EIF tech head warns of European VC bubble – PitchBook News & Analysis

The European Investment Fund is part of the European Investment Bank.
(Image courtesy of the EIB)


The European Investment Fund‘s head of technology investments, Bjorn Tremmerie, has raised concerns that European venture capital could be heading for a bubble as valuations reach all-time highs.

European VC investments have soared this year, reaching €79.2 billion across 7,663 deals, according to PitchBook data. Capital invested has eclipsed 2020’s record by over 86%.

“I’m worried that the behavior of the ecosystem has gone in the direction of 1999 all over again,” Tremmerie said at SuperVenture 2021. “Valuations in my opinion are too high and we can see companies trade below their listing price. Investors are behaving like they don’t want to miss out on things and there’s too much FOMO.”

Valuations have gone through the roof with the average for all European VC deals up 212% to €140.3 million in 2021. The average unicorn on the continent is now worth €3.9 billion. This year alone, 65 startups reached the coveted status including buy now, pay later startup Zilch and cryptocurrency platform Bitpanda. Among existing unicorns, valuations have leapt, as was the case for Klarna, which was worth 47% more following an investment in June than its previous round in March. Challenger bank N26 was valued at $9 billion in October, up from $3.5 billion in 2020.

Some of Europe’s unicorns have not been received as positively on the public side as in the private markets. Deliveroo, as an example, priced its shares at £3.90 for its March debut but now trades at around £2.99. Online car marketplace Auto1‘s shares opened at €55 apiece in February but have since fallen to €31.60.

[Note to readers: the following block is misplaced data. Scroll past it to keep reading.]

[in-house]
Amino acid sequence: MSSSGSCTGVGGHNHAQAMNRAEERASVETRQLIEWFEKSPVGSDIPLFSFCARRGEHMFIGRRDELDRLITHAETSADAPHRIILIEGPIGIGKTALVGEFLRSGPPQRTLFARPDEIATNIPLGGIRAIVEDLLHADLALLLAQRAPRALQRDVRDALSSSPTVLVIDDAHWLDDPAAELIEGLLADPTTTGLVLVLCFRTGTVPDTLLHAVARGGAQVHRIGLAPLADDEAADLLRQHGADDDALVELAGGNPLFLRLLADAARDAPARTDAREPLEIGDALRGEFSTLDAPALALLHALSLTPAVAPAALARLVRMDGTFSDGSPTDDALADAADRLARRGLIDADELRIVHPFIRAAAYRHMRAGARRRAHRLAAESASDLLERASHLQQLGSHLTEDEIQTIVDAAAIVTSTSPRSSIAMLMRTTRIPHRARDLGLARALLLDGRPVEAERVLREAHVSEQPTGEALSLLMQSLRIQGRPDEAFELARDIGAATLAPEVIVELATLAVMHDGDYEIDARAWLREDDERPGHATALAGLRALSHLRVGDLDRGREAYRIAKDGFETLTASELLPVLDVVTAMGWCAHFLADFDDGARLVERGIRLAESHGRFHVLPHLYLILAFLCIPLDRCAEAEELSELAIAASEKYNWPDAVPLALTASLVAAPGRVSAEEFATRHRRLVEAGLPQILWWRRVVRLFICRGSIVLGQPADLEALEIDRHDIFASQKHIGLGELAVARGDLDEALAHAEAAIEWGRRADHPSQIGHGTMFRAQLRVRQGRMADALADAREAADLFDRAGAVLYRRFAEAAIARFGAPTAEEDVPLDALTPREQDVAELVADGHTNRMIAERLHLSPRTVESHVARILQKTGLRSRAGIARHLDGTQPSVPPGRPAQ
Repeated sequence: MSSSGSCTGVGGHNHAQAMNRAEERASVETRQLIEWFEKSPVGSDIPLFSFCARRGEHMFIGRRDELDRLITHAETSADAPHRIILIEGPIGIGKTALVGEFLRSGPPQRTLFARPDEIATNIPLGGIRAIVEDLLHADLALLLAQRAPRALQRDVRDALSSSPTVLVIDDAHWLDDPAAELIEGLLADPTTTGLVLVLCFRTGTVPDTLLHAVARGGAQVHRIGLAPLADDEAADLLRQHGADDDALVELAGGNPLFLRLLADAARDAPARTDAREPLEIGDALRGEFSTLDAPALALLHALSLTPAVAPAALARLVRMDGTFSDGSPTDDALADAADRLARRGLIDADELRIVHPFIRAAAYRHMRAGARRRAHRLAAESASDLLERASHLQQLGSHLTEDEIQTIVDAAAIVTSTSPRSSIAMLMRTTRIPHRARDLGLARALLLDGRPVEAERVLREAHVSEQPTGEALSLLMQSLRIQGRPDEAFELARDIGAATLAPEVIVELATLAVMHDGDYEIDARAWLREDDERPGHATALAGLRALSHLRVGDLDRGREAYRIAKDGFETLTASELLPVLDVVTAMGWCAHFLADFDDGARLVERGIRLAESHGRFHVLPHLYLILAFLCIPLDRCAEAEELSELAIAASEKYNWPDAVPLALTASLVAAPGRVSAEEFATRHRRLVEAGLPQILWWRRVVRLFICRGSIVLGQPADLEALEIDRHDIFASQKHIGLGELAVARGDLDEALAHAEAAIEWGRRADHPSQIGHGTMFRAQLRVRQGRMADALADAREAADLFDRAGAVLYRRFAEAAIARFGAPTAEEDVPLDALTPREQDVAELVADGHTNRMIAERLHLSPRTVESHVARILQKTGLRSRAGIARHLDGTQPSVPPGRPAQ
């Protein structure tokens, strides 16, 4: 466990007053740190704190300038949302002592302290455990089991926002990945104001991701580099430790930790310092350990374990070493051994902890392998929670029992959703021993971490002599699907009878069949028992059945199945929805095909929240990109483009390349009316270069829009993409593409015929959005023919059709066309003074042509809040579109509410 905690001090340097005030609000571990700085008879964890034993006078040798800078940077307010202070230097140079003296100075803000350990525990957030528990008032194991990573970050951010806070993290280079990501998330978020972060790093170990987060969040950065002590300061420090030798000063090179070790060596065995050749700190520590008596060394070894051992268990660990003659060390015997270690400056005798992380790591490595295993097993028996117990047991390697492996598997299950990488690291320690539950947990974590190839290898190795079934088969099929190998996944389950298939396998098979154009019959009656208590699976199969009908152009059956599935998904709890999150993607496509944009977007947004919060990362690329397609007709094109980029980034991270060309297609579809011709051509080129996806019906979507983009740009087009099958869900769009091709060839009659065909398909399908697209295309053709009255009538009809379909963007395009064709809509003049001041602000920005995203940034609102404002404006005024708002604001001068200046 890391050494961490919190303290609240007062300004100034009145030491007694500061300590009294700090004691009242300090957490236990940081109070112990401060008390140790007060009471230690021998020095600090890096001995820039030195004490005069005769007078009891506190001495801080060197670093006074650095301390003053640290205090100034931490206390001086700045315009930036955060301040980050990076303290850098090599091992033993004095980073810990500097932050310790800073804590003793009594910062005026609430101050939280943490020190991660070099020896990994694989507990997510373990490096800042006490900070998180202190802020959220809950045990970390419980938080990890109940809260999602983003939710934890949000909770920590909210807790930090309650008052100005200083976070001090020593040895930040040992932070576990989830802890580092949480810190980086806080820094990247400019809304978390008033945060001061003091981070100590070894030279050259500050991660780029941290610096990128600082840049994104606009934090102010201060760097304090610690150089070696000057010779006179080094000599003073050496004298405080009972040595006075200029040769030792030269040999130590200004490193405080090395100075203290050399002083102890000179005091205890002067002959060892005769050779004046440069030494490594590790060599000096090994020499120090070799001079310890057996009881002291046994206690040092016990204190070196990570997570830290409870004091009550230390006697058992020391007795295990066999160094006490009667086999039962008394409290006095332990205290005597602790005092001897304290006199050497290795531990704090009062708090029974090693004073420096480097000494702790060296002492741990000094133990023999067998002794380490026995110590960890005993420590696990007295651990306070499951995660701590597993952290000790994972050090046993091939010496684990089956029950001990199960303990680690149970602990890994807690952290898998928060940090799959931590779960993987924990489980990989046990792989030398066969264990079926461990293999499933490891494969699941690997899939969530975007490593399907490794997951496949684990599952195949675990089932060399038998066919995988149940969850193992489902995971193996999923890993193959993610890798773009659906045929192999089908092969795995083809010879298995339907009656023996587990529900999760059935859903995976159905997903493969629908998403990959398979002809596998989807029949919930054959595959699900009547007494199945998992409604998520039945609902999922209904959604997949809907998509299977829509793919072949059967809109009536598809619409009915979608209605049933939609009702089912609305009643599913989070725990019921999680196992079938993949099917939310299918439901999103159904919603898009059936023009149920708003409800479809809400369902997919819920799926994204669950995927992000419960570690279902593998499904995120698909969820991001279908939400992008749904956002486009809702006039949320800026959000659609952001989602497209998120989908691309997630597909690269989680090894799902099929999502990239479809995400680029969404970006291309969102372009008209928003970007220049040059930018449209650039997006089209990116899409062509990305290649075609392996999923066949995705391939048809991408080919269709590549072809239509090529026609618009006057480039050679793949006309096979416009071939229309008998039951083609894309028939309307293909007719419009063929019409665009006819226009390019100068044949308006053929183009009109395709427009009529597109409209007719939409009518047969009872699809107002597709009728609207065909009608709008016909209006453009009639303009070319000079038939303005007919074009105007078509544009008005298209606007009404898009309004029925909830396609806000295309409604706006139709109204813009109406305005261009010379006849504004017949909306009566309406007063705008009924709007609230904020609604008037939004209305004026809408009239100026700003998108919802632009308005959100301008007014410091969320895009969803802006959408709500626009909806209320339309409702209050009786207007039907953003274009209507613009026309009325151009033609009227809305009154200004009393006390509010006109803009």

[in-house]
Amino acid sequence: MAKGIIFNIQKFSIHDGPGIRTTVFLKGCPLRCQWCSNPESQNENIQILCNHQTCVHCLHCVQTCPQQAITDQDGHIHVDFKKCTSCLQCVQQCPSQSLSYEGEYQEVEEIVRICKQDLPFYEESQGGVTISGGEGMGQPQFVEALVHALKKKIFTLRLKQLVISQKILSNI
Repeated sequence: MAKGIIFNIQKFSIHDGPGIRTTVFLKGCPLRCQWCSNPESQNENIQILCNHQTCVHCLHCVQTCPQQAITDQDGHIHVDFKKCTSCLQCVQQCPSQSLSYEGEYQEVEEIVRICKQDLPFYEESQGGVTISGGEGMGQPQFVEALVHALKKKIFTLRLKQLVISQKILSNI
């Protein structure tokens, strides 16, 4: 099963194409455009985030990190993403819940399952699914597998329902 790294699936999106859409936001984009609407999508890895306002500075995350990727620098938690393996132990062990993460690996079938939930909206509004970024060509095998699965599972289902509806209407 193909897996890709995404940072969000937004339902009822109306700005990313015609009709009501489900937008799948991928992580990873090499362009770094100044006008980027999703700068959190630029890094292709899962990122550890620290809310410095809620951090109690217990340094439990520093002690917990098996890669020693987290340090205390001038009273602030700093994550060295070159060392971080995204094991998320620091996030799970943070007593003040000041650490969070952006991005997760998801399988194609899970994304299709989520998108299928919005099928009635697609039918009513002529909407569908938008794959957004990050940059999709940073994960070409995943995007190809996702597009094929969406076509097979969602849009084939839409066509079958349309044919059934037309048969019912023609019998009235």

Tremmerie said that while the European ecosystem is more mature now than at the turn of the century, not only the size but also the pace of investments and fund closings are cause for concern. On average in 2021, the time between fundraises for vehicles has gone down from 3.62 years in 2020 to 3.02 years.

Tremmerie also noted that the quality of due diligence is also declining as a huge influx of capital from US investors and crossover funds has added much more competition for deals. As VCs rush to inject money into the most promising startups, there isn’t as much time to scrutinize companies.

“I worry that more institutions will come in [to VC] without a plan of how to invest in technology and they will burn their fingers,” Tremmerie said. “The positive of that is that if they do get burned, the ecosystem is so mature now that the flywheel will not stop spinning and will not go back to the nuclear winter like we had in 2003 to 2005.”

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